Camraderie and commitment seem to be running themes in your books - I'm thinking of the baseball team in "The Golem's Mighty Swing," but also the relationship between father and son in the Satchel Paige book, and in "The Revival," there's a sense of a community gathering. Are those issues you're interested in?
I just read "Market Day" before it was sent to the printer. I hadn't read the whole thing through in several months. I found some pretty obvioius stuff that I was oblivious to as I was making it. So, in terms of what I think about when I work on the book, I don't know how relevent that is...not to dodge your question.
How Mendleman sees the larger world certainly changes once he feels cast out of his community. He goes to the market and he's very excited and then, pardon the pun, the carpet gets taken out from underneath him, and all of a sudden, he's in the same market but all of his observations are negative. He notices the crying kids and the hungry dogs and the beggars. In the beginning, he's only noticing the smell of chicken and how delightful everything is. So much of how I'm relating to a book has to do with my blood sugar or if Mars is retrograde with Venus for that week. My sense of the work constantly changes. Clearly, there's some very deliberate themes I'm exploring, but there's also other stuff that just kind of works its way into the book independent of any intent.
Another thing that's striking about "Market Day" is that it's your first book to be published in full color. Can you talk about how that opened the book up for you? What did working in full color give you?
I started working in color when I got to Vermont - 2001 or 2002. Everything I ever touched when I worked in color just turned to brown when I was an art student or learning how to paint. It was the computer that really liberated me in some ways to approach color and not have everything become this sloppy brown mess. And since I got my coloring sea legs on the computer, I'm more confident working in more traditional coloring techniques like watercolor.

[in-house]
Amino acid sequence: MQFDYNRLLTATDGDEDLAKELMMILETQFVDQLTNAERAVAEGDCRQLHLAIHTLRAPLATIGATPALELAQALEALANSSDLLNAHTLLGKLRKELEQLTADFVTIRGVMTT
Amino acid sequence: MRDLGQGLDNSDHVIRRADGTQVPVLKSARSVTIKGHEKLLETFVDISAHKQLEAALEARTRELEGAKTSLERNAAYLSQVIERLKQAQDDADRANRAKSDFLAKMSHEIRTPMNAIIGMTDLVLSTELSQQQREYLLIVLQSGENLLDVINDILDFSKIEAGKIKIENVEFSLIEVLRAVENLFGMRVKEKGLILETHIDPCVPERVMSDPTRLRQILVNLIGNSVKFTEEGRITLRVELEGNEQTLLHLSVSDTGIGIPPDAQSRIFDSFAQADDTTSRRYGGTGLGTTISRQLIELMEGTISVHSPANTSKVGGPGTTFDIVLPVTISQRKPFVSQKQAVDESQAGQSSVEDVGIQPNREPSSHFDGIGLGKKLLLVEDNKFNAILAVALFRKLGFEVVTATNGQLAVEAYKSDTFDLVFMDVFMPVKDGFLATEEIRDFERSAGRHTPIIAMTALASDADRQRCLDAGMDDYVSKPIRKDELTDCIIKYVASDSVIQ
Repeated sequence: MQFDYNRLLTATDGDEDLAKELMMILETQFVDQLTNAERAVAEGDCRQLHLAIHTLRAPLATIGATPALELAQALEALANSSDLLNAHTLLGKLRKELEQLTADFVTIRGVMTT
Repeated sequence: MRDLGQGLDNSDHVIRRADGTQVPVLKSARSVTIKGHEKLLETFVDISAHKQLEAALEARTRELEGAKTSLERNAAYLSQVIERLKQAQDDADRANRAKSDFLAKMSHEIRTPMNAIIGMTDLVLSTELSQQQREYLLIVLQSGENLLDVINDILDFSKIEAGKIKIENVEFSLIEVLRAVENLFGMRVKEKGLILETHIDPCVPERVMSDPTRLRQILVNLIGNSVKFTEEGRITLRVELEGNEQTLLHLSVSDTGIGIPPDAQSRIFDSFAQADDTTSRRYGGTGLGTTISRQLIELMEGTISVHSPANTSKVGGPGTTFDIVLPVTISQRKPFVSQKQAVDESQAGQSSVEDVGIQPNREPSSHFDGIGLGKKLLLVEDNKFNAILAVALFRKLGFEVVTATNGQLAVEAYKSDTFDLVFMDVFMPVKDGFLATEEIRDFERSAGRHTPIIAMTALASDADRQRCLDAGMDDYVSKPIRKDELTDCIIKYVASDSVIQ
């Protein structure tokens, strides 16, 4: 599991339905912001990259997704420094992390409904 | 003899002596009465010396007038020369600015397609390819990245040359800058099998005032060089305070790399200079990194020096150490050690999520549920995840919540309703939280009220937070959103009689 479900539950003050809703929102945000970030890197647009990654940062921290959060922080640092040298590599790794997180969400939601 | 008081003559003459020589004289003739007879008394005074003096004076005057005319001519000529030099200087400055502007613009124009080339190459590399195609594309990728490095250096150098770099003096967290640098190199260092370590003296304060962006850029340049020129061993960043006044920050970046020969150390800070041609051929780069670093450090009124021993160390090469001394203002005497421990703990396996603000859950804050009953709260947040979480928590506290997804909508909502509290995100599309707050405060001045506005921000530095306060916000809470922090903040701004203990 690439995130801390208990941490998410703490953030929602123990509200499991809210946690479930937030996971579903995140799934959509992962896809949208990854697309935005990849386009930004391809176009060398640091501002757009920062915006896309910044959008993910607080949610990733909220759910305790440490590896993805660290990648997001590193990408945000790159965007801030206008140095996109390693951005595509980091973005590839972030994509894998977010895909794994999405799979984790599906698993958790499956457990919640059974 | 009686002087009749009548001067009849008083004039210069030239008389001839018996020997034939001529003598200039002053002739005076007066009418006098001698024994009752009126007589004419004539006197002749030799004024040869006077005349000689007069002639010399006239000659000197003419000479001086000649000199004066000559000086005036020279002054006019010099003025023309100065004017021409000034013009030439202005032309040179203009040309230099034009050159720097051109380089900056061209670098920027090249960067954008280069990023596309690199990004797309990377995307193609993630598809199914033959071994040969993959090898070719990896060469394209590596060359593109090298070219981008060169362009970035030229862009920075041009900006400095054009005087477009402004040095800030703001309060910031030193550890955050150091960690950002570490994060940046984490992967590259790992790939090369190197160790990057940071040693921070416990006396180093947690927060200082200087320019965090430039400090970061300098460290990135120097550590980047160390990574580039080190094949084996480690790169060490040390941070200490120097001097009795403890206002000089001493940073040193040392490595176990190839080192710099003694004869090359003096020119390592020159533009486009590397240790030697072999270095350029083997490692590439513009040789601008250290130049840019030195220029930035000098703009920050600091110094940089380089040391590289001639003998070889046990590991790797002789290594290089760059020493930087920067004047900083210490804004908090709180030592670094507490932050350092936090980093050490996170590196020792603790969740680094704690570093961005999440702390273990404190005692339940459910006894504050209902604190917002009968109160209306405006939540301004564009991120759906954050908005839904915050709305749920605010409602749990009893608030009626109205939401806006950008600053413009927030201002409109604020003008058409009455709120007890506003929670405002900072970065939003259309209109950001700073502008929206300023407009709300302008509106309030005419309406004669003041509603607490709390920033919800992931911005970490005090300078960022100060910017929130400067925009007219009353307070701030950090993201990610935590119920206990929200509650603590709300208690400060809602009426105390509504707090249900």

A lot of what I was using for reference were old black and white photos, and the thing about black and white photos is they come with their own sense of nostalgia and and you experience them at a remove. They seem past tense. It's like that old joke that kids used to look at a black and white photo and think the world was black and white until color was invented. I didn't want Mendleman's world to be at a remove. The Jewish shetl is already mythologized. Color made it seem a little more contemporary. When I actually came across some color photos of Eastern Europe in the '30s, I was so struck by seeing that world in color. It really made an impression on me. And once I decided to do it in color, then color becomes another tool. I felt color had to have it's own narrative arc in terms of the narrative.
Speaking of issues of ethnicity and identity, it seems like there have been a couple of books - I don't want to say a rash - but books and comics that explore issues of Jewish identity. I'm thinking of Sammy Harkham's work, and also Klezmer by Joann Sfar that was recently translated. And also all the books that have come out recently about the history of comics and exploring the importance of Jewish identity in creating the comic book market in America. Where do you see this book fitting in? Do you see it tying into any of these other works?
I'm certainly conscious of the history of comics and the history of Jews in comics, and a lot has been made of that by historians. I don't think I'm consciously trying to march in that procession. I was actually surprised that "Market Day" is the book that I started working on. What had happened was, at the time - this won't answer your question directly - I was setting up the Center for Cartoon Studies, and for two years [I was] working on a book about art design students. It was an overly ambitious work, in terms of page count. There was a point where I realized I was never going to get this thing done. It was just too large and too sprawling. And after being around students all day long, it was getting harder and harder to muster the energy to sit down and spend another 3-4 hours a night entering that world again. I needed a break.